Perhaps Not So Exceptional After All

To understand the impact in the United States of the photos of U.S. military personnel abusing Iraqi prisoners, it is necessary to recall what then-Secretary of State Elihu Root said in 1899, as the country first emerged as a global power in the Spanish-American War.

The American soldier, he said, is “different from all other soldiers of all other countries since the world began. He is the advance guard of liberty and justice, of law and order and of peace and happiness,” Root declared, capturing the spirit of historical inevitability and “national greatness,” as Theodore Roosevelt called it, that swept the country as it routed the forces of a decadent Spanish Empire from the Caribbean and the Pacific.

It was “Manifest Destiny II,” and just as, in its first incarnation, the original 13 states that hugged the Atlantic seaboard in the 18th century expanded to the shores of the Pacific, annexing large parts of Mexico and wiping out most of the native indigenous population in the process, so the expansion at the turn of the 20th century was seen as the necessary fulfillment of Providence – to spread the blessings of American civilization, as described by Root and Roosevelt, from Puerto Rico to the Philippines.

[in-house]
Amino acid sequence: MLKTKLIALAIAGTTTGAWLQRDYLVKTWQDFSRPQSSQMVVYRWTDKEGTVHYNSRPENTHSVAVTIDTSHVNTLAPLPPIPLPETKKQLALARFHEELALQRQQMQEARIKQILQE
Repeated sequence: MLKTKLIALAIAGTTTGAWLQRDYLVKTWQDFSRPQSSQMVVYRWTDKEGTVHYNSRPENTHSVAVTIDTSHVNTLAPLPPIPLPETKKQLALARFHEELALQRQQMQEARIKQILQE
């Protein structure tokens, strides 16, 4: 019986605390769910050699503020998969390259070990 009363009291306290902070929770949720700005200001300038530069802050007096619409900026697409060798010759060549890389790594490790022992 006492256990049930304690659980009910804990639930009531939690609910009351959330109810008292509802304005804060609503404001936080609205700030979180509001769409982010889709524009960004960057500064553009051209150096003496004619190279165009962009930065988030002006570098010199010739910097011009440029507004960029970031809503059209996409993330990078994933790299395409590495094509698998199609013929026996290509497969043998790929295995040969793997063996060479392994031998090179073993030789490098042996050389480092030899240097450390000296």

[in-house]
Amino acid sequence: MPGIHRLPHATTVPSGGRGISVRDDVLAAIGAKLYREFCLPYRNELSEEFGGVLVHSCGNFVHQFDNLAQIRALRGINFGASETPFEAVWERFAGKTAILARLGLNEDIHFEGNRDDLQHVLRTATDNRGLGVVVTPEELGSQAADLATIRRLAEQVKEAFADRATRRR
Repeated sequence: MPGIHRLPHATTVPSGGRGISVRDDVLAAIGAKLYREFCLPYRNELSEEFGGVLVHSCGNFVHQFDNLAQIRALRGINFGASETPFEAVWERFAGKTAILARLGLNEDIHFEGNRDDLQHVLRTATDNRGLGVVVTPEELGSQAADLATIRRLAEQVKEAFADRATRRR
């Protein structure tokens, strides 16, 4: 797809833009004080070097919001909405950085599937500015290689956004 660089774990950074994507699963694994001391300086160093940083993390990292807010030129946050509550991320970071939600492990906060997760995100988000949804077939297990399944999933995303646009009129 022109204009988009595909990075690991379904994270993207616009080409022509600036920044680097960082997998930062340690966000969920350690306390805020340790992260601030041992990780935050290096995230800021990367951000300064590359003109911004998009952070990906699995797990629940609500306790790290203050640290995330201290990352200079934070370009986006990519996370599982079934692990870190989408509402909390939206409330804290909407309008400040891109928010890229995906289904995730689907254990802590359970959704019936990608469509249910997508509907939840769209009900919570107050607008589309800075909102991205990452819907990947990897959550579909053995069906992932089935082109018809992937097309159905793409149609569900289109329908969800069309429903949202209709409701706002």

The relative ease with which this was accomplished naturally contributed to the notion that the United States was an “exceptional” country, one singled out by divine Providence for a higher purpose, a moral mission that dates back to the 17th century Puritans who colonized Massachusetts and whose “Calvinist cast of mind saw America as the redeemer nation” that would build “a city on a hill” for all the world to follow, according to Harvard historian Arthur Schlesinger.

This notion is a constant throughout US history. “I believe that God planted in us the vision of liberty,” declared President Woodrow Wilson as Washington entered World War I. “I cannot be deprived of the hope that we are chosen, and prominently chosen, to show the nations of the world how they shall walk in the paths of liberty,” he added.

The continuing growth of US global power, particularly its defeat of Nazi Germany, confirmed the country’s moral exceptionalism, as did the collapse of Soviet communism just 15 years ago. It is in this context that Francis Fukuyama’s The End of History thesis – that after 8,000 years of social development, humankind had discovered that liberal, democratic capitalism, preferably of the US variety, was the answer – could become a best seller.